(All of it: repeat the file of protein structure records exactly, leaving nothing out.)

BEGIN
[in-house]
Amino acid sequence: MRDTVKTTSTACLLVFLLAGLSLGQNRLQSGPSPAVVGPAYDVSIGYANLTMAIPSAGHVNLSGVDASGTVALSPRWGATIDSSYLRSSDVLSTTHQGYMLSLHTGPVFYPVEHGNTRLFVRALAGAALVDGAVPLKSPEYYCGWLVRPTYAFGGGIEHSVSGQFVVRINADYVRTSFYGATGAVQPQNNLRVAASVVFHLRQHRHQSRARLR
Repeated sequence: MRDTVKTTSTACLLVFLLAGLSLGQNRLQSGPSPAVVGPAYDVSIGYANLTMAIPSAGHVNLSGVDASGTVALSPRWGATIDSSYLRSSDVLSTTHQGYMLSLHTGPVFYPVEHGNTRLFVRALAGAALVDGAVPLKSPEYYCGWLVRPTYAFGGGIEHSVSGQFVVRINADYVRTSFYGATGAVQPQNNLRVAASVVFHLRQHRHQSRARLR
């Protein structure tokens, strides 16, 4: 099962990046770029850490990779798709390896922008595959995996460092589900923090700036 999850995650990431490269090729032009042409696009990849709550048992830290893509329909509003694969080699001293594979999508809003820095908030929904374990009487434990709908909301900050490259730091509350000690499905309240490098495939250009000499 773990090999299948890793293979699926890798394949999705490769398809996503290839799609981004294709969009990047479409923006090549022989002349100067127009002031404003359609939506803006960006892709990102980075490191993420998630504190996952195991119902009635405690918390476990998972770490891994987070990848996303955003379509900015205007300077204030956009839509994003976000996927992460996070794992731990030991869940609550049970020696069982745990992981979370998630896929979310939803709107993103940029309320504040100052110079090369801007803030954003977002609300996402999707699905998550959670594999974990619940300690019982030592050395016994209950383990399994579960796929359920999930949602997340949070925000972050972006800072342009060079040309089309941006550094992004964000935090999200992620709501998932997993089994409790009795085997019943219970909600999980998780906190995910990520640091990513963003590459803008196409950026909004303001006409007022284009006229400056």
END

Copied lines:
[in-house]
Amino acid sequence: MRDTVKTTSTACLLVFLLAGLSLGQNRLQSGPSPAVVGPAYDVSIGYANLTMAIPSAGHVNLSGVDASGTVALSPRWGATIDSSYLRSSDVLSTTHQGYMLSLHTGPVFYPVEHGNTRLFVRALAGAALVDGAVPLKSPEYYCGWLVRPTYAFGGGIEHSVSGQFVVRINADYVRTSFYGATGAVQPQNNLRVAASVVFHLRQHRHQSRARLR
Repeated sequence: MRDTVKTTSTACLLVFLLAGLSLGQNRLQSGPSPAVVGPAYDVSIGYANLTMAIPSAGHVNLSGVDASGTVALSPRWGATIDSSYLRSSDVLSTTHQGYMLSLHTGPVFYPVEHGNTRLFVRALAGAALVDGAVPLKSPEYYCGWLVRPTYAFGGGIEHSVSGQFVVRINADYVRTSFYGATGAVQPQNNLRVAASVVFHLRQHRHQSRARLR
């Protein structure tokens, strides 16, 4: 099962990046770029850490990779798709390896922008595959995996460092589900923090700036 999850995650990431490269090729032009042409696009990849709550048992830290893509329909509003694969080699001293594979999508809003820095908030929904374990009487434990709908909301900050490259730091509350000690499905309240490098495939250009000499 773990090999299948890793293979699926890798394949999705490769398809996503290839799609981004294709969009990047479409923006090549022989002349100067127009002031404003359609939506803006960006892709990102980075490191993420998630504190996952195991119902009635405690918390476990998972770490891994987070990848996303955003379509900015205007300077204030956009839509994003976000996927992460996070794992731990030991869940609550049970020696069982745990992981979370998630896929979310939803709107993103940029309320504040100052110079090369801007803030954003977002609300996402999707699905998550959670594999974990619940300690019982030592050395016994209950383990399994579960796929359920999930949602997340949070925000972050972006800072342009060079040309089309941006550094992004964000935090999200992620709501998932997993089994409790009795085997019943219970909600999980998780906190995910990520640091990513963003590459803008196409950026909004303001006409007022284009006229400056």